A Florida woman serving 20 years in prison for firing a shot at her estranged husband during an argument will get a new trial, but she will not be allowed to invoke the state's controversial "stand your ground" defense, an appeals court ruled Thursday.
The sentencing of Marissa Alexander, a 31-year-old Jacksonville mother of three, sparked criticism earlier this year from a local NAACP chapter and an African-American congresswoman, who said blacks more often are incarcerated for long periods because of overzealous prosecutors and judges bound by mandatory minimum sentences.
MAP: 'Stand your ground' laws -- state by state
Alexander was sentenced under the state's "10-20-life" law, which was implemented in 1999 and credited with helping to lower the violent crime rate. That law says that anyone who shows a gun while in the act ofn committing certain felonies gets an automatic 10 years in prison. That sentence increases to an automatic 20 years for firing the gun and 25 years to life for shooting and wounding someone.
The 1st District Court of Appeal ruled that Alexander deserves a new trial because the trial judge handling her case did not properly instruct the jury regarding what is needed to prove self-defense. The ruling, written by Judge Robert Benton, said the instructions constituted a "fundamental error" and required Alexander to prove self-defense "beyond a reasonable doubt."
Alexander was estranged from her husband, Rico Gray, and had a restraining order against him, when she retruned to their home on Aug. 1, 2010 to retrieve her clothes, family members said.
An argument ensued and Alexander, who said she feared for her life, went out to her vehicle to get the gun she legally owned. She came back inside and ended up firing a shot into the wall, which ricocheted into the ceiling.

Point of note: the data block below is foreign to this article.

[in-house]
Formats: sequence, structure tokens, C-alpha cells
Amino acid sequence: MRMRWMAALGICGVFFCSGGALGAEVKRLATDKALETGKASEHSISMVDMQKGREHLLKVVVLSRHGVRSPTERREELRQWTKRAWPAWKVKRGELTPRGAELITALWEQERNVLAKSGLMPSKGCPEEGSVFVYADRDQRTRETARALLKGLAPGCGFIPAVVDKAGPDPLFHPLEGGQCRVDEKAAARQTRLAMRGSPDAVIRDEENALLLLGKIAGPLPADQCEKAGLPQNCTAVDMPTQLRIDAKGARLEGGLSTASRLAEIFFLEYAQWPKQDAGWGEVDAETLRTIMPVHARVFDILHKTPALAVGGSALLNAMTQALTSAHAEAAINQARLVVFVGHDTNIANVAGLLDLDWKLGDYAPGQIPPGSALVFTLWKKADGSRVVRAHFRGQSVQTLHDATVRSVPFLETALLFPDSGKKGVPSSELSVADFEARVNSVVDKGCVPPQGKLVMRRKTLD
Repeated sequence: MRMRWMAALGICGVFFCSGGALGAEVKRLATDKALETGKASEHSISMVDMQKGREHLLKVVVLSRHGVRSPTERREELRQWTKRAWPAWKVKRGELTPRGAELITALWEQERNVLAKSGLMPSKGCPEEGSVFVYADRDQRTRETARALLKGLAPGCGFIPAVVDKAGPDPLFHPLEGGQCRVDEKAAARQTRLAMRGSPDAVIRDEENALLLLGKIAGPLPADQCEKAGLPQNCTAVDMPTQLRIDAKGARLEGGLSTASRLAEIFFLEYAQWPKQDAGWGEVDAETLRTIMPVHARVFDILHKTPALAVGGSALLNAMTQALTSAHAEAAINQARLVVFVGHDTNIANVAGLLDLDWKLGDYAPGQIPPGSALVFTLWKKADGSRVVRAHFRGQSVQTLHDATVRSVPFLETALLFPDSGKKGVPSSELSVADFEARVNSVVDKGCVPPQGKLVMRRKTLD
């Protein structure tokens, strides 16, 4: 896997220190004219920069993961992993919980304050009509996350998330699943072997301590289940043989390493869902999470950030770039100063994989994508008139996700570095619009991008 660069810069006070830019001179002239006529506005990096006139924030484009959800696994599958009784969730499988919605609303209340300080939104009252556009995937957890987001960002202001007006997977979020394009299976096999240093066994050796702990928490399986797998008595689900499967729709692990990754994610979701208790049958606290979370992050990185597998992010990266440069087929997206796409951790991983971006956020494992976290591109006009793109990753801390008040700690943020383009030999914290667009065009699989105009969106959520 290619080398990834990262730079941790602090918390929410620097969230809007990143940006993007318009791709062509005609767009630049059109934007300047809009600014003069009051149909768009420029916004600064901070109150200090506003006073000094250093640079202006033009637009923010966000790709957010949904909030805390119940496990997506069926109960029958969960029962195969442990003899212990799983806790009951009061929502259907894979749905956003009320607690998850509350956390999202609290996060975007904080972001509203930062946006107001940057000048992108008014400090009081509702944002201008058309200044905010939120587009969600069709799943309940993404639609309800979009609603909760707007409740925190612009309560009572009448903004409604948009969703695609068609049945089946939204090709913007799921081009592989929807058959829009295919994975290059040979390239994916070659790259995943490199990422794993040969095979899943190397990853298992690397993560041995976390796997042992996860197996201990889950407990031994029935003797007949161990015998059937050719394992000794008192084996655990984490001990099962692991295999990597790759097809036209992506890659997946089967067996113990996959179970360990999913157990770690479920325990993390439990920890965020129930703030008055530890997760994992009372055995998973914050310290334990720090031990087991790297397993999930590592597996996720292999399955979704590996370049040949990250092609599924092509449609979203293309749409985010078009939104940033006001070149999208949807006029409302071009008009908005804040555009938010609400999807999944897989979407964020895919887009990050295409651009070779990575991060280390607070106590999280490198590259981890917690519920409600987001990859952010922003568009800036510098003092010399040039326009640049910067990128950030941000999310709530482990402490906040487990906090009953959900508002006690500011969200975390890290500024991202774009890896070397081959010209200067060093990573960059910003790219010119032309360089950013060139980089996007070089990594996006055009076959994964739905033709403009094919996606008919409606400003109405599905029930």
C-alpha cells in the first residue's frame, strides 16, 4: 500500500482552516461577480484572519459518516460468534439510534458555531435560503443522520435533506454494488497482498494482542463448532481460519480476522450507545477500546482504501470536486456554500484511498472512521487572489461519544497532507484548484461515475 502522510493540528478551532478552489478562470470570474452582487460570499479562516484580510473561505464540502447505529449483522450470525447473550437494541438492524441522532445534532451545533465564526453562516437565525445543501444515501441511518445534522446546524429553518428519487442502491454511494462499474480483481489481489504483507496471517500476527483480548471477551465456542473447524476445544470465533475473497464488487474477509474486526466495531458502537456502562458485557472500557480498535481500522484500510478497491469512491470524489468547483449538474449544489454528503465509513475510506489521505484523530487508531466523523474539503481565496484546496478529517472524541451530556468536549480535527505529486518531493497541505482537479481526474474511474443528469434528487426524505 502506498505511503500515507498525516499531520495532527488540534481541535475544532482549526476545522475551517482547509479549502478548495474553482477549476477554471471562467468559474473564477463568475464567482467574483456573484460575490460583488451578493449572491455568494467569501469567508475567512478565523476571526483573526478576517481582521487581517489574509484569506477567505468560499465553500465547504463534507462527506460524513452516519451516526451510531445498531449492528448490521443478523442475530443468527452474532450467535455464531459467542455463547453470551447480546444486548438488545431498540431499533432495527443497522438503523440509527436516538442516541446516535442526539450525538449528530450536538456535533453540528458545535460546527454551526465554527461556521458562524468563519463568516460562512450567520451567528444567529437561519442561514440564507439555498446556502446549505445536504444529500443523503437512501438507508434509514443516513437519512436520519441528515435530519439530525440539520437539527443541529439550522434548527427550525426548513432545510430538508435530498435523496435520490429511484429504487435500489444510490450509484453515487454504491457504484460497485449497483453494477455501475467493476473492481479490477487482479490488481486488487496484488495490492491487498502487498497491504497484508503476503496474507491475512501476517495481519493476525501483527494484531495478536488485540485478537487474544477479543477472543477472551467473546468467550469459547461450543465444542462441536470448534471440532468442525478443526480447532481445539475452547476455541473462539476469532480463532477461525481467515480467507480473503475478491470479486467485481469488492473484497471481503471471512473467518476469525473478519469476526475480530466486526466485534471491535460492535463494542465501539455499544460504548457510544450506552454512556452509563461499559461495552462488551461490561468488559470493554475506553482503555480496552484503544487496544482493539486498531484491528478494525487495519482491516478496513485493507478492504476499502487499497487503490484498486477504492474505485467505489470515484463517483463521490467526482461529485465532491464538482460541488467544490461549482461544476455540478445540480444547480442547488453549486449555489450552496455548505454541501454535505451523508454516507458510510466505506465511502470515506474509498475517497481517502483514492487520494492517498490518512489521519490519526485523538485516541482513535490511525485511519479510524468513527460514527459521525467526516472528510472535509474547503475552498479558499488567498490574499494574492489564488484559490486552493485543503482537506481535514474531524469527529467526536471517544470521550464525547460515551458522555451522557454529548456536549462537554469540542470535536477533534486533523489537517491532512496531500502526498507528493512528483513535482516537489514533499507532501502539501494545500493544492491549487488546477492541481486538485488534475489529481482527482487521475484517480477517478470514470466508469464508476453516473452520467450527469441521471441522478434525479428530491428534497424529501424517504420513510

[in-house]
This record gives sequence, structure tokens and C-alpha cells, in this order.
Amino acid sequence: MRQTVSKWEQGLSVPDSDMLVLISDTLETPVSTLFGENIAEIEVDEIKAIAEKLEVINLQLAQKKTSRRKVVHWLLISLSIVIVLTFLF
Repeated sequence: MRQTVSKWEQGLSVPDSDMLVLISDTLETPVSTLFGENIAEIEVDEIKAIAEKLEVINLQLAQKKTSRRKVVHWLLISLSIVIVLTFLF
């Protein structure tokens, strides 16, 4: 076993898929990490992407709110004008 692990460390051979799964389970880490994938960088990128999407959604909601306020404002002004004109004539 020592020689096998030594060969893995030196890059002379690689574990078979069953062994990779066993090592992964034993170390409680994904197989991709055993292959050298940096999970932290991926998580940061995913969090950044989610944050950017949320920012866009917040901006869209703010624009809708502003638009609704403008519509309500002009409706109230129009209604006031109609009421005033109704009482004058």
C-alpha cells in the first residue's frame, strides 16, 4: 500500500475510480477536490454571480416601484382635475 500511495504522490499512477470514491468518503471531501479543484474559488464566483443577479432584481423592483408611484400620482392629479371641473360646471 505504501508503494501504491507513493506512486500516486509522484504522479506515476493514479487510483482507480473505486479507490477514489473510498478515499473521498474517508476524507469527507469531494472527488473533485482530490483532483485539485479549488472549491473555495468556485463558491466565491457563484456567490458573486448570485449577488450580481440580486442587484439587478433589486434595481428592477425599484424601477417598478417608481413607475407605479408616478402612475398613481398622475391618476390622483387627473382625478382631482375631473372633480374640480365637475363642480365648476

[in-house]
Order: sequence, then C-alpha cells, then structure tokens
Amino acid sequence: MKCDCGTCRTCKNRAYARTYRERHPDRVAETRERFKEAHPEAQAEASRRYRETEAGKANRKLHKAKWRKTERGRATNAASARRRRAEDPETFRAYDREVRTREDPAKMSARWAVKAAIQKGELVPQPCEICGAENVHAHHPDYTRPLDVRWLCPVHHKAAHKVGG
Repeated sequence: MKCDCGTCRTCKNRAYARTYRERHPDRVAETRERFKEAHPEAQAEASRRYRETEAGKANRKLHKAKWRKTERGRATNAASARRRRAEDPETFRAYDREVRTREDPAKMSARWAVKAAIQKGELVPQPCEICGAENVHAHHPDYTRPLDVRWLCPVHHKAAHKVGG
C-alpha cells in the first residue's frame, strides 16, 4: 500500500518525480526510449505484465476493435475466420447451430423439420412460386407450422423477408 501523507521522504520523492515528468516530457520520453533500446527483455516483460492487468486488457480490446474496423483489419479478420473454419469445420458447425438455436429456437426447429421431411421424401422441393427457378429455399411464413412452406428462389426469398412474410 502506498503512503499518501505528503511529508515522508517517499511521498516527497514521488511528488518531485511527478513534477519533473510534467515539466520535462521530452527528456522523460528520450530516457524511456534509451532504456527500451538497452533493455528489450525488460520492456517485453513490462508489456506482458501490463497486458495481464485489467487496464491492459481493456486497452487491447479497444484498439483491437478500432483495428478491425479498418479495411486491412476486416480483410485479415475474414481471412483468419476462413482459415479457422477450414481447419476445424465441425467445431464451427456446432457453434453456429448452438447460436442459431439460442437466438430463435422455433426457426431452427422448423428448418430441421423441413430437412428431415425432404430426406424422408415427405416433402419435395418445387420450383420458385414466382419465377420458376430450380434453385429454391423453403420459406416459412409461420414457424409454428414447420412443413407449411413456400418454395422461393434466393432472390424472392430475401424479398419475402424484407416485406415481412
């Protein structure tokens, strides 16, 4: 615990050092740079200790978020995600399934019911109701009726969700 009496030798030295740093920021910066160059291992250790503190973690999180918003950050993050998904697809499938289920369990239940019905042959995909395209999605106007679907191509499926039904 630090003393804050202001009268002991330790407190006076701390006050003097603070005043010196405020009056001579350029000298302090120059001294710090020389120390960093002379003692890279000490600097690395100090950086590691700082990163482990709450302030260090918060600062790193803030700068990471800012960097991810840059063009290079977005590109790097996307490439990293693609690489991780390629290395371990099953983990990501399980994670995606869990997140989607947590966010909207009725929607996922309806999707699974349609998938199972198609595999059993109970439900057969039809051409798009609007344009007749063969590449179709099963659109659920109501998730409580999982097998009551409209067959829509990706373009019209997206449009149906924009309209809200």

Gray testified that he saw Alexander point the gun at him and looked away before she fired the shot. He claimed that she was the aggressor, and that he had begged her to put away the weapon.
The judge threw out Alexander's "stand your ground" self-defense claim, noting that she could have run out of the house to escape her husband but instead retreived the gun and returned to the house. Alexander rejected a plea deal that would have resulted in a three-year prison sentence and chose to go to trial. A jury deliberated 12 minutes before convicting her.
State Attorney Angela Corey, who oversaw the prosecution of George Zimmerman in the shooting death of Trayvon Martin, has stood by the handling of Alexander's case. Corey said she believes that Alexander aimed the gun at the man and his two sons, and that the bullet she fired could have ricocheted and hit any of them.
Zimmerman, who was charged with second-degree murder, was found not guilty in July.
Jackelyn Barnard, a spokeswoman for Corey, said that the conviction was reversed on a legal technicality and that the office was gratified that the "stand your ground" ruling was upheld.
Faith Gay, one of the attorneys representing Alexander, said she was grateful for the "thorough consideration" provided by the appeals court.
"We are looking forward to taking the case back to trial," Gay said.
Alexander was also charged with domestic battery four months after the shooting in another assault on Gray. She pleaded no contest and was sentenced to time served.
Supporters of Alexander have asked Gov. Rick Scott to pardon Alexander, but her case has not yet been taken by the state's clemency board.
The Associated Press